New exhibition opening in Vilnius celebrates the famous dynasty of the Grand Duchy of Lithuania, and later, the Polish-Lithuanian Commonwealth – the magnate house of Radvilos (Radziwiłł in Polish).
Various relics, documents, and other exhibits are on display at the Palace of the Grand Dukes in Vilnius, lent by the Radziwiłł family estate and monasteries from seven European countries.
The exhibition covers a 400-year history told through various artefacts: from embroidered tapestry immortalising the moment of Radvila the Black receiving the title of grand duke to centuries-old documents and personal belongings, such as the clothes of Radvila the Orphan.
“The Radvilos family, as often the de facto rulers of Lithuania, had to fill the power vacuum of the Grand Duchy,” said Vydas Dolinskas, head of the museum at the Palace of the Grand Dukes.
Family portraits that decorated the Nesvizh residence in present-day Belarus will be on display, along with a symbol of power held by Jonušas Radvila (Janusz Radziwiłł), the Duchy's grand hetman, that was kept at the family treasury before being brought to the Russian tsar.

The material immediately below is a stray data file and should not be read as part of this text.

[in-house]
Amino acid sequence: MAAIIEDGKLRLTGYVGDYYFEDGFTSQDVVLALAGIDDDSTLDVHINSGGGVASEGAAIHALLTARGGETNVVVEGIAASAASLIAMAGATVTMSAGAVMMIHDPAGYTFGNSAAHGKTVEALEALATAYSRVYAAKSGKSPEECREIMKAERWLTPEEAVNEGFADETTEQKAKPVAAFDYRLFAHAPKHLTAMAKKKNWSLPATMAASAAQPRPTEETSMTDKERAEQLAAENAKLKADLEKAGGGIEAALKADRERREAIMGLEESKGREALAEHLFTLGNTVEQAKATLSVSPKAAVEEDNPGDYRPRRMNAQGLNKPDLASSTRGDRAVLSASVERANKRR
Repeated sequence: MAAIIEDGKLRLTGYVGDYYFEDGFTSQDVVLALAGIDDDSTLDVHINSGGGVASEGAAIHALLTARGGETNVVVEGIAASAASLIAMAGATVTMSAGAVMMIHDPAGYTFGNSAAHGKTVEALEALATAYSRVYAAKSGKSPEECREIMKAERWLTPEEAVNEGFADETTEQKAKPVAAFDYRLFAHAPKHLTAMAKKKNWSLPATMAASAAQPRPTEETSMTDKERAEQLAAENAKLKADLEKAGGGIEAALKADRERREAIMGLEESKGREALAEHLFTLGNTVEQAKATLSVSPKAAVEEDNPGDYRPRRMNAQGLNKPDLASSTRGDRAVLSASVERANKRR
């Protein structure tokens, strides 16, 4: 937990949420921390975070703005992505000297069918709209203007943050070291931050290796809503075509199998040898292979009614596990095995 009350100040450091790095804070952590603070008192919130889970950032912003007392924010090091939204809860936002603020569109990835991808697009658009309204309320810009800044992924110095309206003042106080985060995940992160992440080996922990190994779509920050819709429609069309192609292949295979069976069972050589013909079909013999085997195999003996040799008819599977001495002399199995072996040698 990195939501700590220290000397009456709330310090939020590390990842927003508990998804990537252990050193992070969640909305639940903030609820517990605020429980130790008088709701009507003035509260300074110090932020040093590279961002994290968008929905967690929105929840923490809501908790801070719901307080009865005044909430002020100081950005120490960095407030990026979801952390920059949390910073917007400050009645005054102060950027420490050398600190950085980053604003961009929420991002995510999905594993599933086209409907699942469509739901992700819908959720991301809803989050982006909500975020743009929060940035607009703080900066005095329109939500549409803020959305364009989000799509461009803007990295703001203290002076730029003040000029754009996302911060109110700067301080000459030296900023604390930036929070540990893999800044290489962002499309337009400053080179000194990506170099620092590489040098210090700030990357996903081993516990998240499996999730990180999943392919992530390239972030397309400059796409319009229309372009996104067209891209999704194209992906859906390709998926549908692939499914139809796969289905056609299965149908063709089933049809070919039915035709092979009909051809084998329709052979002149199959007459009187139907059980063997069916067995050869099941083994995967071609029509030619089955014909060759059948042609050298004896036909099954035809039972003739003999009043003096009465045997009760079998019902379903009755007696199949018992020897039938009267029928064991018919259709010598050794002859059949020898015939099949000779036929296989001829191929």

“The last Russian Tsar, Nicholas II, gave the power symbol to one of the Radvilos women who was beautiful and knew how to speak with him,” says Dolinskas. “She brought it back and, therefore, we can see it today.”
Big part of the portrait gallery is dedicated to the Radvilos women. Since the 15h century, Radvilos daughters would be married off to various European houses. The most famous among them is arguably Barboba Radvilaitė (Barbara Radziwiłł), the wife of the King of Poland and the Grand Duke of Lithuania Sigismund II Augustus.
A separate gallery will be dedicated to the golden Radvilos generation of the 16th century. Helmets belonging to Radvila the Black were brought from museums in Krakow and Paris.
One of the more precious exhibits is a letter of permission given to Mikolajus Kristupas Radvila Našlaitėlis (Mikołaj Krzysztof "the Orphan" Radziwiłł) to travel to the Holy Land.
One of the surviving descendants of the dynasty, Maciej Radziwiłł, says it is important for the family to have this exhibition held in Vilnius, where the family once had nine residences. The 30 remaining Radziwiłł descendents in the world were willing to lend exhibits to, as they said, their homeland.
“Among the things precious to us is the portrait of Our Lady which was found after the great battle in Vienna in 1683,” says Maciej Radziwiłł. “It decorated the Nesvizh palace for several hundred years.”
“Also the 18th century Radziwiłł banner which, to this day, is draped on the coffin whenever a Radziwiłł passes away.”